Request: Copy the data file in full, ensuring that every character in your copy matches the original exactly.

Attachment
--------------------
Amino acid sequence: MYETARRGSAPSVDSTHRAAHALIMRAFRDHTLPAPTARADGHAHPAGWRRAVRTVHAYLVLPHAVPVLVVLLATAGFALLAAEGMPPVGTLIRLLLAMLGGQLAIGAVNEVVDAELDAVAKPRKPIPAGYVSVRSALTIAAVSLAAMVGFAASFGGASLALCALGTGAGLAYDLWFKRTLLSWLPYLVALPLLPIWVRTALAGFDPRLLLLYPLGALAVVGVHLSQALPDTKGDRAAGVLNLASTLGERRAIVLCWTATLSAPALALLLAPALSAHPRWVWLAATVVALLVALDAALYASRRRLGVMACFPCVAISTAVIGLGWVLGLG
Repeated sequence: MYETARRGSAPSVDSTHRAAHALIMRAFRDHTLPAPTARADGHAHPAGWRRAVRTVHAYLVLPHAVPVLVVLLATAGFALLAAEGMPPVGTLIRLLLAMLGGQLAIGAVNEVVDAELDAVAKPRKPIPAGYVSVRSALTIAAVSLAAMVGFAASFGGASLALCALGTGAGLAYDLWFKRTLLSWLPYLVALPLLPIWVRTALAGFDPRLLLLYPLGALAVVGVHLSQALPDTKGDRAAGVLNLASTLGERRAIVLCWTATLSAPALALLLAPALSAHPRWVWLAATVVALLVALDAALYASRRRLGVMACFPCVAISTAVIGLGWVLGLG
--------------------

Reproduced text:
Amino acid sequence: MYETARRGSAPSVDSTHRAAHALIMRAFRDHTLPAPTARADGHAHPAGWRRAVRTVHAYLVLPHAVPVLVVLLATAGFALLAAEGMPPVGTLIRLLLAMLGGQLAIGAVNEVVDAELDAVAKPRKPIPAGYVSVRSALTIAAVSLAAMVGFAASFGGASLALCALGTGAGLAYDLWFKRTLLSWLPYLVALPLLPIWVRTALAGFDPRLLLLYPLGALAVVGVHLSQALPDTKGDRAAGVLNLASTLGERRAIVLCWTATLSAPALALLLAPALSAHPRWVWLAATVVALLVALDAALYASRRRLGVMACFPCVAISTAVIGLGWVLGLG
Repeated sequence: MYETARRGSAPSVDSTHRAAHALIMRAFRDHTLPAPTARADGHAHPAGWRRAVRTVHAYLVLPHAVPVLVVLLATAGFALLAAEGMPPVGTLIRLLLAMLGGQLAIGAVNEVVDAELDAVAKPRKPIPAGYVSVRSALTIAAVSLAAMVGFAASFGGASLALCALGTGAGLAYDLWFKRTLLSWLPYLVALPLLPIWVRTALAGFDPRLLLLYPLGALAVVGVHLSQALPDTKGDRAAGVLNLASTLGERRAIVLCWTATLSAPALALLLAPALSAHPRWVWLAATVVALLVALDAALYASRRRLGVMACFPCVAISTAVIGLGWVLGLG